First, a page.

CRN also says NDIs that have been "present in the food supply as an article used for food in a form in which the food has not been chemically altered" should not require notification to FDA. And it believes the class of NDIs that do not require notification is large, including all components or constituents of previously marketed foods. Examples of new dietary ingredients that would not require notification might include a newly identified isoflavone that is a natural constituent of blackberries or blueberries, a particular carotenoid naturally occurring in red and orange peppers, or a newly isolated polysaccharide from mushrooms.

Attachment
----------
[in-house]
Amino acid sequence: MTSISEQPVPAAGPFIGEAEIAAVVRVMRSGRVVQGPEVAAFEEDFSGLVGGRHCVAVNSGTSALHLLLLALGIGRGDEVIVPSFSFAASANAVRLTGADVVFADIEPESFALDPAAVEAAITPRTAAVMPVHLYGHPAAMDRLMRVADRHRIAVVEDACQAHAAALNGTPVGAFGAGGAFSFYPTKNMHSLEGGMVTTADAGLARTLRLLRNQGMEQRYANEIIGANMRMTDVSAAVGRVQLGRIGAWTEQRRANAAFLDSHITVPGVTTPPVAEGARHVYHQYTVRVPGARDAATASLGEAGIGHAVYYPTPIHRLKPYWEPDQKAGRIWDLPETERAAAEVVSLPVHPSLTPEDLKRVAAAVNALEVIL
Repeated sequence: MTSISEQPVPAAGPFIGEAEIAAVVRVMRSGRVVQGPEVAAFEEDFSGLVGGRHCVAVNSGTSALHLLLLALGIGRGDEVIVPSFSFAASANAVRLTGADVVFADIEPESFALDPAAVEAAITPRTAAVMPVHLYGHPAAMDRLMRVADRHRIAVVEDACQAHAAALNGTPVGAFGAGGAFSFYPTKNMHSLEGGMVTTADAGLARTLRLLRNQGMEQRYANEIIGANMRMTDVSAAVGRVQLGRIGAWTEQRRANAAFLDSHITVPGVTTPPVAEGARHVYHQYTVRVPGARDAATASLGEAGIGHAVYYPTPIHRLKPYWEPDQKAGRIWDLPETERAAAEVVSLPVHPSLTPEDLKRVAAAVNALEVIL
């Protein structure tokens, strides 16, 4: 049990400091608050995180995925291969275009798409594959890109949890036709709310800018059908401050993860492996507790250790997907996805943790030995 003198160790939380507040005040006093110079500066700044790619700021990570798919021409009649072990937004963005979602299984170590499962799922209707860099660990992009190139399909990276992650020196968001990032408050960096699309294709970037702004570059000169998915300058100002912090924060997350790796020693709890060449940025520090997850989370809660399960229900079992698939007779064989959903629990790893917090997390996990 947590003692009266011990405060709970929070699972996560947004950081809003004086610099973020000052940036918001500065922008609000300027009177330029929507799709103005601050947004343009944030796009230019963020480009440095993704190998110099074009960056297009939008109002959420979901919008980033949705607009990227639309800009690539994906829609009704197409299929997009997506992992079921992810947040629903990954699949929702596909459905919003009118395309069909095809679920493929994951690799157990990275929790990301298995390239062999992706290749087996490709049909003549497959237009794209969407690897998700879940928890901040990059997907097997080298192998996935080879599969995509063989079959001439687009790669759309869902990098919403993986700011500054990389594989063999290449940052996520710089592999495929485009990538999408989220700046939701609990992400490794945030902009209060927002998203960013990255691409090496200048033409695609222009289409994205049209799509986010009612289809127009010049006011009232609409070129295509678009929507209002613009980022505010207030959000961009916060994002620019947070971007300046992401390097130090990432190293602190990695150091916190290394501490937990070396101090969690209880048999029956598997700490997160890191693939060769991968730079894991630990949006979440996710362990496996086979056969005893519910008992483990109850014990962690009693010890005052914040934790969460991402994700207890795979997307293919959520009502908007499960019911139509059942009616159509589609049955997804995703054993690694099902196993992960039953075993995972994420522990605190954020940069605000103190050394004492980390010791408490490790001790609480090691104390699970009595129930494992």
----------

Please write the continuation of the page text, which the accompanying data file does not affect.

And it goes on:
CRN also mentioned the possibility of instituting an industry-sponsored safety review panel. "In order to reduce the burden on FDA and increase the credibility of the NDI submissions, industry could provide valuable assistance by establishing an independent safety review body, similar to the CTFA Cosmetic Ingredient Review, but in this case focused on the review of new dietary ingredients," it said. "Such a review panel could also perform the service of reviewing the safety of ODIs (grandfathered ingredients) about which safety concerns may arise for any reason. CRN said its members have discussed the feasibility of supporting an expert review panel, but consensus has not yet been reached on this undertaking.